There’s talk today, based upon Forbes’ list of The World’s 100 Most Powerful Women, that Hillary Clinton is less powerful as Secretary of State than as a Senator. The Note writes:

ABC News’ Kirit Radia reports: Is Hillary Clinton less powerful now as Secretary of State than she was as a Senator? Forbes Magazine seems to think so.

The publication recently released its annual list of the 100 most powerful women in the world. This year, Clinton was listed at #36. In 2004 when she was in the Senate Clinton was #5.

Since then Clinton has slipped in the Forbes rankings (2005: 26, 2006: 18, 2007: 25, 2008: 28), but this year, her first as America’s top diplomat, was her lowest ranking. Her predecessor, Condoleezza Rice, twice topped the list and was never listed out of the top 10 before leaving office.

This year Clinton was edged out by Nancy Pelosi, who was ranked #35, but she beat out Oprah (#41).

Perhaps she had more power as Senator than as Secretary of State, but I suspect the key variable is not which position she has but the drop in her presidential prospects. I bet she was ranked more highly in past years due to many expecting her to become the Democratic nominee in 2008, although her slide actually began while in the Senate.

Rankings are based upon “a combination of two scores: visibility–by press mentions–and the size of the organization or country these women lead.” Press mentions of her are certainly down from the last few years. If she had stayed in the Senate and was not leading the State Department I wonder if she would have fallen even further.  It is also not surprising that Condoleezza Rice scored better than Clinton, considering how much closer Rice was to Bush than Clinton is to Obama.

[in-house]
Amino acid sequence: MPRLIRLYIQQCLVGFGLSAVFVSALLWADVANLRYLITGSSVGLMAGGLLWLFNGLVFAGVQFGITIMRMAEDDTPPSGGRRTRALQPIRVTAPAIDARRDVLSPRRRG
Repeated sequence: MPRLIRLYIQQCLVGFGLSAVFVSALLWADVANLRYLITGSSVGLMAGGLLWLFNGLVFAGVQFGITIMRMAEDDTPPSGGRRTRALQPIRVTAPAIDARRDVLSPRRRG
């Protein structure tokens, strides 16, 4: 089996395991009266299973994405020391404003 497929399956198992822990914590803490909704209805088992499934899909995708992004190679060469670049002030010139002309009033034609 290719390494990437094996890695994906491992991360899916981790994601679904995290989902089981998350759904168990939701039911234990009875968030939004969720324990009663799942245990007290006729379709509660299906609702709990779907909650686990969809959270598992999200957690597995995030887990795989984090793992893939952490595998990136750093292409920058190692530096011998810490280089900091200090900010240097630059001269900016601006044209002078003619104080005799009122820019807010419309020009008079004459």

Conservative Denialism And The Uninsured

One tactic frequently used by the right to justify opposition to solving problems is to distort the facts to claim the problem does not exist. This is seen on a variety of issues from global warming to health care. They often down play the seriousness of having tens of millions who are uninsured or under-insured by giving false accounts of these numbers, with these distortions frequently repeated on conservative blogs. The New York Times looked at the uninsured:

Critics play down the seriousness of the problem by pointing out that the ranks of the uninsured include many people who have chosen to forgo coverage or are only temporarily uninsured: workers who could afford to pay but decline their employers’ coverage; the self-employed who choose not to pay for more expensive individual coverage; healthy young people who prefer not to buy insurance they may never need; people who are changing jobs; poor people who are eligible for Medicaid but have failed to enroll. And then there are the illegal immigrants, a favorite target of critics.

All that is true, to some degree. But the implication — that lack of insurance is no big deal and surely not worth spending a trillion dollars to fix — is not.

No matter how you slice the numbers, there are tens of millions of people without insurance, often for extended periods, and there is good evidence that lack of insurance is harmful to their health.

Scores of well-designed studies have shown that uninsured people are more likely than insured people to die prematurely, to have their cancers diagnosed too late, or to die from heart failure, a heart attack, a stroke or a severe injury. The Institute of Medicine estimated in 2004 that perhaps 18,000 deaths a year among adults could be attributed to lack of insurance.

The oft-voiced suggestion that the uninsured can always go to an emergency room also badly misunderstands what is happening. By the time they do go, many of these people are much sicker than they would have been had insurance given them access to routine and preventive care. Emergency rooms are costly, and if uninsured patients cannot pay for their care, the hospital or the government ends up footing the bill.

Plus many wind up in bankruptcy when they are hospitalized, often when they thought they had insurance coverage, and are unable to pay their bills.

After looking closer at the numbers who are uninsured and under-insured, they dispensed with another false right wing talking point in noting that none of the pending bills would cover illegal immigrants. They concluded: